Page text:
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J Cell Biol. 1998 Sep 21;142(6):1399-411.

Regulation of endosome sorting by a specific PP2A isoform.

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  • 1Vollum Institute, Oregon Health Sciences University, Portland, Oregon 97201, USA.

Abstract

The regulated sorting of proteins within the trans-Golgi network (TGN)/endosomal system is a key determinant of their biological activity in vivo. For example, the endoprotease furin activates of a wide range of proproteins in multiple compartments within the TGN/endosomal system. Phosphorylation of its cytosolic domain by casein kinase II (CKII) promotes the localization of furin to the TGN and early endosomes whereas dephosphorylation is required for efficient transport between these compartments (Jones, B.G., L. Thomas, S.S. Molloy, C.D. Thulin, M.D. Fry, K.A. Walsh, and G. Thomas. 1995. EMBO [Eur. Mol. Biol. Organ.] J. 14:5869-5883). Here we show that phosphorylated furin molecules internalized from the cell surface are retained in a local cycling loop between early endosomes and the plasma membrane. This cycling loop requires the phosphorylation state-dependent furin-sorting protein PACS-1, and mirrors the trafficking pathway described recently for the TGN localization of furin (Wan, L., S.S. Molloy, L. Thomas, G. Liu, Y. Xiang, S.L. Ryback, and G. Thomas. 1998. Cell. 94:205-216). We also demonstrate a novel role for protein phosphatase 2A (PP2A) in regulating protein localization in the TGN/endosomal system. Using baculovirus recombinants expressing individual PP2A subunits, we show that the dephosphorylation of furin in vitro requires heterotrimeric phosphatase containing B family regulatory subunits. The importance of this PP2A isoform in directing the routing of furin from early endosomes to the TGN was established using SV-40 small t antigen as a diagnostic tool in vivo. The role of both CKII and PP2A in controlling multiple sorting steps in the TGN/endosomal system indicates that the distribution of itinerant membrane proteins may be acutely regulated via signal transduction pathways.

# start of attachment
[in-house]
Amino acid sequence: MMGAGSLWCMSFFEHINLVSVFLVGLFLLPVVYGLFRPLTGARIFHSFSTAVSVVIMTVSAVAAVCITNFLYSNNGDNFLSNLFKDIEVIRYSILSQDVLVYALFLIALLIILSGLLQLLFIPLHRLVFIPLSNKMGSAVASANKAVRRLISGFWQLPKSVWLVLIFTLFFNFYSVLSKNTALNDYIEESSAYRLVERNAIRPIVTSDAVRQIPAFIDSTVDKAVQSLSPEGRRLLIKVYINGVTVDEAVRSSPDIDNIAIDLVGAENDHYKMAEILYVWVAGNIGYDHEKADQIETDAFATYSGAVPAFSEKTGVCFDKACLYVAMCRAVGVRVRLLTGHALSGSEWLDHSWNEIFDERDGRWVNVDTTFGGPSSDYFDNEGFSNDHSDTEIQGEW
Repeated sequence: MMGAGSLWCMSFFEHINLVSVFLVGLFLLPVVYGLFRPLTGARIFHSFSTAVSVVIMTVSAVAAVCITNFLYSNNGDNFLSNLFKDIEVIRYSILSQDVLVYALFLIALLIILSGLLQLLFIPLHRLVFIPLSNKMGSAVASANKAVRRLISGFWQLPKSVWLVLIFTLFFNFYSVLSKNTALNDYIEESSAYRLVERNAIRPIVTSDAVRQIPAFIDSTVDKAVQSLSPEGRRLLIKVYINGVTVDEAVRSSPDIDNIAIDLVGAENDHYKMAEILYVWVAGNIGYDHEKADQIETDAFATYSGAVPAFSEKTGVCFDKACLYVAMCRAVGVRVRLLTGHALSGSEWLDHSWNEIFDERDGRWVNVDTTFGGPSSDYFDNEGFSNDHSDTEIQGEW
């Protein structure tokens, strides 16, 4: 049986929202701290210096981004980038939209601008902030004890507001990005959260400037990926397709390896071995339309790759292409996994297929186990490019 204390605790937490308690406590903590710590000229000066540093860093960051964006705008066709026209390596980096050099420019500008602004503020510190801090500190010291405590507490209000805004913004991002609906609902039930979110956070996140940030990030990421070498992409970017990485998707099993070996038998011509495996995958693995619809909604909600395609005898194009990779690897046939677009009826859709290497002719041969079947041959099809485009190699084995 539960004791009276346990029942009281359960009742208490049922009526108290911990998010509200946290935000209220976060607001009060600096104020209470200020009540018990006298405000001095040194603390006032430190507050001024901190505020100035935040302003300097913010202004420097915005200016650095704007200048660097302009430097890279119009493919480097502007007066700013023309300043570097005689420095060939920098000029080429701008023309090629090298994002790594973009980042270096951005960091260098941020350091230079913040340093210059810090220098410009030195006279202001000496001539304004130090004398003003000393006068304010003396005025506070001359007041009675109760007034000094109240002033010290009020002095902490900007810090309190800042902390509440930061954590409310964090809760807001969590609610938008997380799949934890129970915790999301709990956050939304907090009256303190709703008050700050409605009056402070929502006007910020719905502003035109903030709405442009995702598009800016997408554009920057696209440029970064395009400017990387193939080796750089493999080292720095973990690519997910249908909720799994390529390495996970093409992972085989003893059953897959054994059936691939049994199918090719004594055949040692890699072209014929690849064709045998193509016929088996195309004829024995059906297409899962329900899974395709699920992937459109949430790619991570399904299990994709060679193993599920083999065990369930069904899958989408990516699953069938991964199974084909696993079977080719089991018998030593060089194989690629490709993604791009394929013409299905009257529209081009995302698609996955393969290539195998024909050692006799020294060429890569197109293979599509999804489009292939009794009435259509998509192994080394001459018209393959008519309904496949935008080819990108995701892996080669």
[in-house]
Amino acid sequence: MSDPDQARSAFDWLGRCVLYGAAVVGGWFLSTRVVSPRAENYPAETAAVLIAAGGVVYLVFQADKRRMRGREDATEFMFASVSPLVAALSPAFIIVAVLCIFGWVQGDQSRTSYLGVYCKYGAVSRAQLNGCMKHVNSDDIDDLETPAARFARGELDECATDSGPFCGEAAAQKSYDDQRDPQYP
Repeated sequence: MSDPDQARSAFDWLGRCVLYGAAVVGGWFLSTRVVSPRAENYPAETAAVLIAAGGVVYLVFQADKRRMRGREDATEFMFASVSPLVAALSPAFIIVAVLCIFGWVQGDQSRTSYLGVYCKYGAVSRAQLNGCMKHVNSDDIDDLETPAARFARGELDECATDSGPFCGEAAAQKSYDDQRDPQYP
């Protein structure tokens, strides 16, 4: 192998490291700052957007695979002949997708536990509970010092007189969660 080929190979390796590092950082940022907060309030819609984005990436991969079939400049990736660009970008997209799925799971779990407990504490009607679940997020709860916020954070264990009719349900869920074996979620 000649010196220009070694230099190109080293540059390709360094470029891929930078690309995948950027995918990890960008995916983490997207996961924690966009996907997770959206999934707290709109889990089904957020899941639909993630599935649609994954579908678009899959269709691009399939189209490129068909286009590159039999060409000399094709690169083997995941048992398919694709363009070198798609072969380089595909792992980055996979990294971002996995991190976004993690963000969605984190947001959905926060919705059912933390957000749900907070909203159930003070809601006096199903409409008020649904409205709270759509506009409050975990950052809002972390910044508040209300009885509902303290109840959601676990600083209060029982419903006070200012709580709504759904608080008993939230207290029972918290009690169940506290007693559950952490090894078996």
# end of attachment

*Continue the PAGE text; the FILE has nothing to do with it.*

PMID:
9744873
[PubMed - indexed for MEDLINE]
PMCID:
PMC1424221
Free PMC Article
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